Coffeehouse eases monday night blues

Nick Anderson playing during a Monday night open jam session
Sarah Page

Nick Anderson playing during a Monday night open jam session (Jen Cox)

Every Monday night from 10-12 p.m., a number of Lawrence’s jazz musicians indulge fellow students with their sweet tunes. The last performance was particularly well-received when bass instructor Mark Urness graced the stage with his presence.
The relaxed personality
of the Underground Coffeehouse and the great music make it a really nice and comfortable
atmosphere. Some students come with homework to do while others chat and drink coffee.
April West said she enjoyed the music and atmosphere at this week’s session. “The coffeehouse was more crowded than I’d ever seen it,” said West.
Caitlin White agreed. “I was really impressed with the number of people
there to just listen to the music,” she said.
The show has little structure and varies from week to week depending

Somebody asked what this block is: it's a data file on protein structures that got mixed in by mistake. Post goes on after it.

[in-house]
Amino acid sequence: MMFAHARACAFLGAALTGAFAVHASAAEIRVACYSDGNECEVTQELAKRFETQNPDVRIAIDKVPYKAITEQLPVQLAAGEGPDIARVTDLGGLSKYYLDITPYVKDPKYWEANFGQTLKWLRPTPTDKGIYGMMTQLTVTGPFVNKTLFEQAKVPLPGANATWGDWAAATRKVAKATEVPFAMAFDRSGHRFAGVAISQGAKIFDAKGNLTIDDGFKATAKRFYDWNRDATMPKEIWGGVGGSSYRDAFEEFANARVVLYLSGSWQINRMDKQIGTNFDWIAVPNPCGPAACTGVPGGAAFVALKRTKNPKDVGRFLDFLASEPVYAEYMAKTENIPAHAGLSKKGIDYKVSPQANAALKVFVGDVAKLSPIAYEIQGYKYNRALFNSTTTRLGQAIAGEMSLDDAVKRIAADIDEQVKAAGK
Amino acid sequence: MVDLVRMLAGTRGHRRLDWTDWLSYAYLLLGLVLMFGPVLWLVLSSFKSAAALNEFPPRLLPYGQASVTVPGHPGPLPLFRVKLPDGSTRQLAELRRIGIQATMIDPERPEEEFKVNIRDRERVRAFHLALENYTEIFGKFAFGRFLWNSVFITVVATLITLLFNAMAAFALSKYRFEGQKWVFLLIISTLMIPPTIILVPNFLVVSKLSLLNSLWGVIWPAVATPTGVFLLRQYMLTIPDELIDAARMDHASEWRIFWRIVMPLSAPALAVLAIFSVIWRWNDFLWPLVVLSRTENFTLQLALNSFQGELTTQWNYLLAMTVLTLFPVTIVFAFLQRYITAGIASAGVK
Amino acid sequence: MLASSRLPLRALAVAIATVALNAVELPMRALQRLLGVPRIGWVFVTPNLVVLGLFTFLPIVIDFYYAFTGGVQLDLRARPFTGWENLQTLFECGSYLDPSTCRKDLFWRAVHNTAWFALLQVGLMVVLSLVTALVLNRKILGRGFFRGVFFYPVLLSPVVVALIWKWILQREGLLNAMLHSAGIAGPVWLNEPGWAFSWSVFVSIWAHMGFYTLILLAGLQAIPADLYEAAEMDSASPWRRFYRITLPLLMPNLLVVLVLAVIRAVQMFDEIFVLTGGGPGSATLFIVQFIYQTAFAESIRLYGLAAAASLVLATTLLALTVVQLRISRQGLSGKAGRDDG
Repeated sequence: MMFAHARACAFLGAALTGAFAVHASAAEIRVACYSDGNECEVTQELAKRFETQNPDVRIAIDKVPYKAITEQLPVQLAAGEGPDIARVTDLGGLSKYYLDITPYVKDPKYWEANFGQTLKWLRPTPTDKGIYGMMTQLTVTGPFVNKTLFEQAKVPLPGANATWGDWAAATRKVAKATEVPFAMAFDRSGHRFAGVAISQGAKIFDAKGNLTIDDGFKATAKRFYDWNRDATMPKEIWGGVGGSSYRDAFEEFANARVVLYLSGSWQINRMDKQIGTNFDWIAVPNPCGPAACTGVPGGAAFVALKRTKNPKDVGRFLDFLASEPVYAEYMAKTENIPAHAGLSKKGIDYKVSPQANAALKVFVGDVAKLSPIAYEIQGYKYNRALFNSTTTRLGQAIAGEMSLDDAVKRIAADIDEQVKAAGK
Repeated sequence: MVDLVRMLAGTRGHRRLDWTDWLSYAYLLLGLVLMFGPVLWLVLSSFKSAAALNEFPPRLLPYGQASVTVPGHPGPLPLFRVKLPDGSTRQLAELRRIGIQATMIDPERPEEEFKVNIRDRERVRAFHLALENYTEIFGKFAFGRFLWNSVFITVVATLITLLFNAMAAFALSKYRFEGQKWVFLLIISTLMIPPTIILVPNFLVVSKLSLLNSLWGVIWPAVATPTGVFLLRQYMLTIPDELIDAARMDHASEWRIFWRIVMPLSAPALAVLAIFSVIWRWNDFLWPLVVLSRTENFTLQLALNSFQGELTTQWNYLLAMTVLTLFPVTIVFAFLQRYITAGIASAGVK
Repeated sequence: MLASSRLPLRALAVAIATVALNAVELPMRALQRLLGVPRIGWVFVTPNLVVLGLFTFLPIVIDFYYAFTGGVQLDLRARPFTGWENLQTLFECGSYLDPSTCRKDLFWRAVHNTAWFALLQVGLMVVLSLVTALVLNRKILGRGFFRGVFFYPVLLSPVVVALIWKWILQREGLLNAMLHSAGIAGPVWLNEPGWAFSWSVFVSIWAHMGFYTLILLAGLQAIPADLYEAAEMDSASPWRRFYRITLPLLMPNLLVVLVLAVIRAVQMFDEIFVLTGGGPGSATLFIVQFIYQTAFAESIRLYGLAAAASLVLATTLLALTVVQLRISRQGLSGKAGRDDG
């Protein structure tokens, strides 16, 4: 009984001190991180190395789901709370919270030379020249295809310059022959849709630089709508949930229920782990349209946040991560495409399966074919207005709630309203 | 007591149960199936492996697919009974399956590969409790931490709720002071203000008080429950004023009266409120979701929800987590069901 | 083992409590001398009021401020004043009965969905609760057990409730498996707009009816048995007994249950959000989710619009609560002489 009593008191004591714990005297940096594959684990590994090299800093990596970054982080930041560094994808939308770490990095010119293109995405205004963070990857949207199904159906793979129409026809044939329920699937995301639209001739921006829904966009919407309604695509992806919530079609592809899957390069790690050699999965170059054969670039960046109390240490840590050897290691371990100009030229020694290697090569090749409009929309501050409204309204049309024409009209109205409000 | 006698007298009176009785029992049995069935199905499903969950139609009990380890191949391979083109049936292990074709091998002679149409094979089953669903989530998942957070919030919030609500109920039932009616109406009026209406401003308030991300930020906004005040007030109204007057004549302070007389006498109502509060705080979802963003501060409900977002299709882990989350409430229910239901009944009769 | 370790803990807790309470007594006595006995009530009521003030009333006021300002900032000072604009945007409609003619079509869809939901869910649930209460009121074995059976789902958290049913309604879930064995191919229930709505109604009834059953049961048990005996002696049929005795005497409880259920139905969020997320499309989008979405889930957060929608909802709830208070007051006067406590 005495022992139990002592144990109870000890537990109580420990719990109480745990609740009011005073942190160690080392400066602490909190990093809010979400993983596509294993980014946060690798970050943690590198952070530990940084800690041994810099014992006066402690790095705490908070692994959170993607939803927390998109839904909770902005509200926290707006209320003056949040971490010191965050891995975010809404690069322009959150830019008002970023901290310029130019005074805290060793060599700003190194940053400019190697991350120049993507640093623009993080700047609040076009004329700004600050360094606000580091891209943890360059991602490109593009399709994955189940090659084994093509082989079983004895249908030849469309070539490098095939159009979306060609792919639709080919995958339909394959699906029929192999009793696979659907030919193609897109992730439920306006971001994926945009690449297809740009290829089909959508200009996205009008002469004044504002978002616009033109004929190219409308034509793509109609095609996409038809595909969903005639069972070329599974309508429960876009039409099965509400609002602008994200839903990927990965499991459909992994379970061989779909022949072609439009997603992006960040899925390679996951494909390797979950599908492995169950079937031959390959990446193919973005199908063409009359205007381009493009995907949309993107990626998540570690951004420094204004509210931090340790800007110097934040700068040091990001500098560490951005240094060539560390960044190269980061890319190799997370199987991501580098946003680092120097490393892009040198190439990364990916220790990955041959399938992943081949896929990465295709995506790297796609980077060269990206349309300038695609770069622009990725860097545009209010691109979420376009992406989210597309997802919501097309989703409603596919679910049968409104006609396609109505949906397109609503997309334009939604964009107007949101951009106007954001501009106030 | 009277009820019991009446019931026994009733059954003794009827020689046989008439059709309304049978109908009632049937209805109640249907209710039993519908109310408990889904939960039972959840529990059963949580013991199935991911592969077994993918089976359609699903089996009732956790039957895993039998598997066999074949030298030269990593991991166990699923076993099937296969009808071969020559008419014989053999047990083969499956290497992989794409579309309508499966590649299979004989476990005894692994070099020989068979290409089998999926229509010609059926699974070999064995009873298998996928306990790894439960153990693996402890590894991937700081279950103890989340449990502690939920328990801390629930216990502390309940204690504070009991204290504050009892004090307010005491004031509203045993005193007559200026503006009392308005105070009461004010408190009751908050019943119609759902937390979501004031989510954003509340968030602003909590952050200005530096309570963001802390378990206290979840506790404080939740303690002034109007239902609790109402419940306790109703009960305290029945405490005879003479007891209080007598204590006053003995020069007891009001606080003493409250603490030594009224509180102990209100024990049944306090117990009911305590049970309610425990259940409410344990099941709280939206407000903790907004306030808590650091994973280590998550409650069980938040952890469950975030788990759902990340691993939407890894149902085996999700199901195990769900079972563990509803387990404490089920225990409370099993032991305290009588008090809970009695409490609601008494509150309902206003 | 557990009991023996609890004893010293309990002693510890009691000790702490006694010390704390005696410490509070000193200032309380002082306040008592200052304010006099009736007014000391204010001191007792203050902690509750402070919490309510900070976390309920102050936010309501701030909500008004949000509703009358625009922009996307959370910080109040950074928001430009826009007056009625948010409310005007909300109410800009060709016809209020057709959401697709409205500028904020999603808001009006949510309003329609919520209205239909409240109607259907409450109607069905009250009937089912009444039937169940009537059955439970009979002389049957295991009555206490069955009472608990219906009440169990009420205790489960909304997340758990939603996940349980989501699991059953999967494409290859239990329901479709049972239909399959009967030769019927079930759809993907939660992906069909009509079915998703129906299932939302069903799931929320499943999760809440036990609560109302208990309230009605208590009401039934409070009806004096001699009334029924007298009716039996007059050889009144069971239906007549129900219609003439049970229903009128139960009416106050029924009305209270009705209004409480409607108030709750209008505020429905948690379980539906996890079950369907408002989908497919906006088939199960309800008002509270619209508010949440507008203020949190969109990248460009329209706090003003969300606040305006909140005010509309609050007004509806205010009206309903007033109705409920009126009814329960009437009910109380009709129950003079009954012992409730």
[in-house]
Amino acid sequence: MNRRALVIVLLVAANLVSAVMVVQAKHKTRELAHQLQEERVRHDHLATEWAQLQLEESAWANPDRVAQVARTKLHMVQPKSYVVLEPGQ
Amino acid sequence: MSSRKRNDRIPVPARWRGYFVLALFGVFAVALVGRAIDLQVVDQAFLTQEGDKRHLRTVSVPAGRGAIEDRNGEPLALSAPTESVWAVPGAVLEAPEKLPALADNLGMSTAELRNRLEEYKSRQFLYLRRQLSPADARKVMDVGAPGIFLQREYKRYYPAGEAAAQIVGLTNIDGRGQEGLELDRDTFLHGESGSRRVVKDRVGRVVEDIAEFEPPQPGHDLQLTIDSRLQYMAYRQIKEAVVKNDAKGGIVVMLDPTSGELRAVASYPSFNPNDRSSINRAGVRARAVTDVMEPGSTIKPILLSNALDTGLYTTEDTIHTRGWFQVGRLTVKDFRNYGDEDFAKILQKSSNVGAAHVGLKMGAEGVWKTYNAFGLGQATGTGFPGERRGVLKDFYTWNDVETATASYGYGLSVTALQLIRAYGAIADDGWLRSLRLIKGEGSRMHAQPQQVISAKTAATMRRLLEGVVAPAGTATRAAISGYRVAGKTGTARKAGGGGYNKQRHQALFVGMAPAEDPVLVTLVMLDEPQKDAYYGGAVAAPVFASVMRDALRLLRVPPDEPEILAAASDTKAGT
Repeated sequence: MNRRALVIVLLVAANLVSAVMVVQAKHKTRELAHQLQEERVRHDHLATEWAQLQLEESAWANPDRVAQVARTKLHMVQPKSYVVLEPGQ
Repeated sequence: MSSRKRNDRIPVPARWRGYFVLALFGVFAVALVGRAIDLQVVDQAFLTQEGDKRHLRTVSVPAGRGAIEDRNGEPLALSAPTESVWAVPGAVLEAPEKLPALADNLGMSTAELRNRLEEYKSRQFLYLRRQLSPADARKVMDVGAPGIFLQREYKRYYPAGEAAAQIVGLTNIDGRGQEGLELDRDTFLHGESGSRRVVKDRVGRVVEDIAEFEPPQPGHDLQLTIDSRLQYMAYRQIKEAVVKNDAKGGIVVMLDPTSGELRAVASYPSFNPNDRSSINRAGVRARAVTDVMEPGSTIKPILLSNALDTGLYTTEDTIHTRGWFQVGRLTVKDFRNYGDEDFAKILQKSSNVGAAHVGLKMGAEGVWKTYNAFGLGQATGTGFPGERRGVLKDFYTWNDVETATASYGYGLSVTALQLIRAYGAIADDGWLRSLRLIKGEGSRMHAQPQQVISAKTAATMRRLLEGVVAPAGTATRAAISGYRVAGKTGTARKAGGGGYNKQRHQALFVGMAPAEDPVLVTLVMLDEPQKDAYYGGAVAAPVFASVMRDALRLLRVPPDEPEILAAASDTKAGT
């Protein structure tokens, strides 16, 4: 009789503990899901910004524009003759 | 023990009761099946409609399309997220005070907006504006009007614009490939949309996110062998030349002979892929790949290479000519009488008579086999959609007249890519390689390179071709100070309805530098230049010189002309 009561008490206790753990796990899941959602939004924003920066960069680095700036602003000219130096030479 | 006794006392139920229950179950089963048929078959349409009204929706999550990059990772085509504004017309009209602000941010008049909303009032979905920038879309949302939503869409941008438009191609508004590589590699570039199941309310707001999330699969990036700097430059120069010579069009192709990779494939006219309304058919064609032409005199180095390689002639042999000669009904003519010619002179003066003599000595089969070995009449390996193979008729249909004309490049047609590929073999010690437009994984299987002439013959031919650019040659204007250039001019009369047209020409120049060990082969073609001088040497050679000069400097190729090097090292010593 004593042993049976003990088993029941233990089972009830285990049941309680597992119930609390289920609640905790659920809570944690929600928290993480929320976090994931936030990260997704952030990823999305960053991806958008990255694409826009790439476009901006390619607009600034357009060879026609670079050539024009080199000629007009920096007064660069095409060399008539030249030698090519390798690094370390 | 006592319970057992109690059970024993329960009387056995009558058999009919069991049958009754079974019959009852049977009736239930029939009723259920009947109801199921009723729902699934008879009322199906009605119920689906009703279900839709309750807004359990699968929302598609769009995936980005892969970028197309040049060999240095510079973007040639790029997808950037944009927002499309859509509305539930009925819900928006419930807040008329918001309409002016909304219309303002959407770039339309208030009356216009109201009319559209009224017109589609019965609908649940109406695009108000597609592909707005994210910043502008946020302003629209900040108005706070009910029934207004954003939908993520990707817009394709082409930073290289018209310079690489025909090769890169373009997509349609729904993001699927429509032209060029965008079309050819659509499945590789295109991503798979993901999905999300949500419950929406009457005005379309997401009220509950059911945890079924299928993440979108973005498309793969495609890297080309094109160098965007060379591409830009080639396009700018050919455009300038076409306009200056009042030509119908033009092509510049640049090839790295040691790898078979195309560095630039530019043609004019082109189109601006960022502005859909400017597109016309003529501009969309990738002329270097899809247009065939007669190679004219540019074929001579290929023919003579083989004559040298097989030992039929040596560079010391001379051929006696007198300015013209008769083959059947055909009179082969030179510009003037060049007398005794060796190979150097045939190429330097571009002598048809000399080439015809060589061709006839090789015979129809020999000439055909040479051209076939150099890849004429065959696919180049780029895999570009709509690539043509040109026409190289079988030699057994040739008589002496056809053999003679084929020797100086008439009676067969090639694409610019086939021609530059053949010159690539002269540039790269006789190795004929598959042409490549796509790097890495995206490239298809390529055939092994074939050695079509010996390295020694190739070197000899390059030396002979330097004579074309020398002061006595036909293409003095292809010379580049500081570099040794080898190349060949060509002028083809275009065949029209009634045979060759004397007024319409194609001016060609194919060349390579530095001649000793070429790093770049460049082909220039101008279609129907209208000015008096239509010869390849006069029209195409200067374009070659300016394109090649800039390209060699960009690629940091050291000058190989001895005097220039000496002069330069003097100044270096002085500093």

on who can make it. Anyone who is interested is encouraged to come and play.
Throughout the night, different
instrumentalists trade in and out, creating a more diverse sound. Although the program varies, and new players attend each week, everything seems to work together and flow well – a testament to the kind of talent the players possess. The students that play during the open jam session take their art very seriously. Improvisation is no simple task. Because improvised music is played on the spot, it’s very internalized.
Students look up to many jazz artists such as Thelonious Monk, Herbie Hancock, and Ray Brown for their inspiration. And who knows, maybe someday these young musicians
will be considered jazz greats themselves.
Greg Woodard explained, “Whatever you feel like playing just comes out.”
So try to make it down to the coffeehouse on Monday nights and study with some style for once.